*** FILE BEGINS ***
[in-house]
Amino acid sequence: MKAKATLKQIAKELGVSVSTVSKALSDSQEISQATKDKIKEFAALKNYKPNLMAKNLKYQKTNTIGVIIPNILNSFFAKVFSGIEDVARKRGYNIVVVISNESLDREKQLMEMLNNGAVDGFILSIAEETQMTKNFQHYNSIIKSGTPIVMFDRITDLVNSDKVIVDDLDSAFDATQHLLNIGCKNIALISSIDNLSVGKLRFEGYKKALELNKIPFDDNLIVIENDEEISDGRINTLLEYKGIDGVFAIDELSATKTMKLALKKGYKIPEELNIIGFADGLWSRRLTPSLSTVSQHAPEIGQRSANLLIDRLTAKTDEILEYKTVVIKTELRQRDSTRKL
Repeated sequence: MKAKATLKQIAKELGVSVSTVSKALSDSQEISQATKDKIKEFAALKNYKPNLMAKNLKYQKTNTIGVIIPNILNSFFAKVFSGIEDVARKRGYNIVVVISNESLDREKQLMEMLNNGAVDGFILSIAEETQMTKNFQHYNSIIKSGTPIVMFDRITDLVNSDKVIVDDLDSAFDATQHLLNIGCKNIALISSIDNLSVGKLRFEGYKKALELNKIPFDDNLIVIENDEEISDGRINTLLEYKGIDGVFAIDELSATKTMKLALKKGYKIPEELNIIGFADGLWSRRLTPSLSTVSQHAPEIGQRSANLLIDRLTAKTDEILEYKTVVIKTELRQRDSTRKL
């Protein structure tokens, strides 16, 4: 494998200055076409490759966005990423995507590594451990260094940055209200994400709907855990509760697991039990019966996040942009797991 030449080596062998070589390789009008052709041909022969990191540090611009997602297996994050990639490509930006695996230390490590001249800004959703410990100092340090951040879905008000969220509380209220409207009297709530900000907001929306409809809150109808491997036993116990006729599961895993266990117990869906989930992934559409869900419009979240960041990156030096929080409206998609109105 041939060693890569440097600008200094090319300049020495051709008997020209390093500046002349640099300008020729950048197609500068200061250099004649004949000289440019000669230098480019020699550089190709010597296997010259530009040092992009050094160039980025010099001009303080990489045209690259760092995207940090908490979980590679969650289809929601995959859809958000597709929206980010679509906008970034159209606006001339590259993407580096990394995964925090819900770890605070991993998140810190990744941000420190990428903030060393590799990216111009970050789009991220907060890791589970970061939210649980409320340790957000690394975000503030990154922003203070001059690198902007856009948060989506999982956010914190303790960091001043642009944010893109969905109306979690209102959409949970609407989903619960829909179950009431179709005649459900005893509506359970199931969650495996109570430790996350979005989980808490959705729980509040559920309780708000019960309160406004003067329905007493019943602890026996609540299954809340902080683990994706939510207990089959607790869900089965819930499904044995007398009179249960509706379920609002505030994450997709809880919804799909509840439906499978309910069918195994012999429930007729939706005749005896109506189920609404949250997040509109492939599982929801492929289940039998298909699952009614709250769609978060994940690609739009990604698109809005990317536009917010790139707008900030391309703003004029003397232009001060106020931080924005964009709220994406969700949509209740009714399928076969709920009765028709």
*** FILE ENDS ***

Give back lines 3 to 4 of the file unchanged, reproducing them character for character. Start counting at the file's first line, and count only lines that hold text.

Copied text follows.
Repeated sequence: MKAKATLKQIAKELGVSVSTVSKALSDSQEISQATKDKIKEFAALKNYKPNLMAKNLKYQKTNTIGVIIPNILNSFFAKVFSGIEDVARKRGYNIVVVISNESLDREKQLMEMLNNGAVDGFILSIAEETQMTKNFQHYNSIIKSGTPIVMFDRITDLVNSDKVIVDDLDSAFDATQHLLNIGCKNIALISSIDNLSVGKLRFEGYKKALELNKIPFDDNLIVIENDEEISDGRINTLLEYKGIDGVFAIDELSATKTMKLALKKGYKIPEELNIIGFADGLWSRRLTPSLSTVSQHAPEIGQRSANLLIDRLTAKTDEILEYKTVVIKTELRQRDSTRKL
């Protein structure tokens, strides 16, 4: 494998200055076409490759966005990423995507590594451990260094940055209200994400709907855990509760697991039990019966996040942009797991 030449080596062998070589390789009008052709041909022969990191540090611009997602297996994050990639490509930006695996230390490590001249800004959703410990100092340090951040879905008000969220509380209220409207009297709530900000907001929306409809809150109808491997036993116990006729599961895993266990117990869906989930992934559409869900419009979240960041990156030096929080409206998609109105 041939060693890569440097600008200094090319300049020495051709008997020209390093500046002349640099300008020729950048197609500068200061250099004649004949000289440019000669230098480019020699550089190709010597296997010259530009040092992009050094160039980025010099001009303080990489045209690259760092995207940090908490979980590679969650289809929601995959859809958000597709929206980010679509906008970034159209606006001339590259993407580096990394995964925090819900770890605070991993998140810190990744941000420190990428903030060393590799990216111009970050789009991220907060890791589970970061939210649980409320340790957000690394975000503030990154922003203070001059690198902007856009948060989506999982956010914190303790960091001043642009944010893109969905109306979690209102959409949970609407989903619960829909179950009431179709005649459900005893509506359970199931969650495996109570430790996350979005989980808490959705729980509040559920309780708000019960309160406004003067329905007493019943602890026996609540299954809340902080683990994706939510207990089959607790869900089965819930499904044995007398009179249960509706379920609002505030994450997709809880919804799909509840439906499978309910069918195994012999429930007729939706005749005896109506189920609404949250997040509109492939599982929801492929289940039998298909699952009614709250769609978060994940690609739009990604698109809005990317536009917010790139707008900030391309703003004029003397232009001060106020931080924005964009709220994406969700949509209740009714399928076969709920009765028709």